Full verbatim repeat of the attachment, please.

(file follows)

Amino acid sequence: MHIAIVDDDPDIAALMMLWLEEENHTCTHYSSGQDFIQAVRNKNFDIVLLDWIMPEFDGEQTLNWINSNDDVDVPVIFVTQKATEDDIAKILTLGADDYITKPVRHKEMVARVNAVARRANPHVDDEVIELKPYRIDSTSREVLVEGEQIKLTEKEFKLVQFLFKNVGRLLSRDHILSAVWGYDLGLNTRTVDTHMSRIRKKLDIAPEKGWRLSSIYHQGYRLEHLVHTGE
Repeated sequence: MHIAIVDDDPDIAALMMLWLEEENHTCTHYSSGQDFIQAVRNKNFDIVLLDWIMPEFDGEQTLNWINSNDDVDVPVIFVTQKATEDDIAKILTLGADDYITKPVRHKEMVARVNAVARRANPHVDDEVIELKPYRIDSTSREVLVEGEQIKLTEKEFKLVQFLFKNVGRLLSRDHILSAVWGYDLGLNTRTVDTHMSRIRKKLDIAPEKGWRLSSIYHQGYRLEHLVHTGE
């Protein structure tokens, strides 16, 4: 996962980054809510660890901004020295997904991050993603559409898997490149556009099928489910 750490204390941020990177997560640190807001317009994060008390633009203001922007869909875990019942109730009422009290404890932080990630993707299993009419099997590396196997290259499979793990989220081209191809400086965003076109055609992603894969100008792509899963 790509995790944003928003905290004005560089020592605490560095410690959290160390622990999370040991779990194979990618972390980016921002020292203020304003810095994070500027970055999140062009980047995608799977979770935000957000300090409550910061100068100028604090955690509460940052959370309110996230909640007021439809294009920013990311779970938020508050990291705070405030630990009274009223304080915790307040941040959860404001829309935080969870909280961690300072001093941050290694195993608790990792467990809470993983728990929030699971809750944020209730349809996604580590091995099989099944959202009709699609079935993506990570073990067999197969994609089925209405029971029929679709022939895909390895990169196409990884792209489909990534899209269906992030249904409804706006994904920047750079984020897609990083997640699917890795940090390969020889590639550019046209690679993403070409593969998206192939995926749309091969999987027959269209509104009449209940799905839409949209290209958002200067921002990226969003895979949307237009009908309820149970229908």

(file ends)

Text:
Amino acid sequence: MHIAIVDDDPDIAALMMLWLEEENHTCTHYSSGQDFIQAVRNKNFDIVLLDWIMPEFDGEQTLNWINSNDDVDVPVIFVTQKATEDDIAKILTLGADDYITKPVRHKEMVARVNAVARRANPHVDDEVIELKPYRIDSTSREVLVEGEQIKLTEKEFKLVQFLFKNVGRLLSRDHILSAVWGYDLGLNTRTVDTHMSRIRKKLDIAPEKGWRLSSIYHQGYRLEHLVHTGE
Repeated sequence: MHIAIVDDDPDIAALMMLWLEEENHTCTHYSSGQDFIQAVRNKNFDIVLLDWIMPEFDGEQTLNWINSNDDVDVPVIFVTQKATEDDIAKILTLGADDYITKPVRHKEMVARVNAVARRANPHVDDEVIELKPYRIDSTSREVLVEGEQIKLTEKEFKLVQFLFKNVGRLLSRDHILSAVWGYDLGLNTRTVDTHMSRIRKKLDIAPEKGWRLSSIYHQGYRLEHLVHTGE
């Protein structure tokens, strides 16, 4: 996962980054809510660890901004020295997904991050993603559409898997490149556009099928489910 750490204390941020990177997560640190807001317009994060008390633009203001922007869909875990019942109730009422009290404890932080990630993707299993009419099997590396196997290259499979793990989220081209191809400086965003076109055609992603894969100008792509899963 790509995790944003928003905290004005560089020592605490560095410690959290160390622990999370040991779990194979990618972390980016921002020292203020304003810095994070500027970055999140062009980047995608799977979770935000957000300090409550910061100068100028604090955690509460940052959370309110996230909640007021439809294009920013990311779970938020508050990291705070405030630990009274009223304080915790307040941040959860404001829309935080969870909280961690300072001093941050290694195993608790990792467990809470993983728990929030699971809750944020209730349809996604580590091995099989099944959202009709699609079935993506990570073990067999197969994609089925209405029971029929679709022939895909390895990169196409990884792209489909990534899209269906992030249904409804706006994904920047750079984020897609990083997640699917890795940090390969020889590639550019046209690679993403070409593969998206192939995926749309091969999987027959269209509104009449209940799905839409949209290209958002200067921002990226969003895979949307237009009908309820149970229908």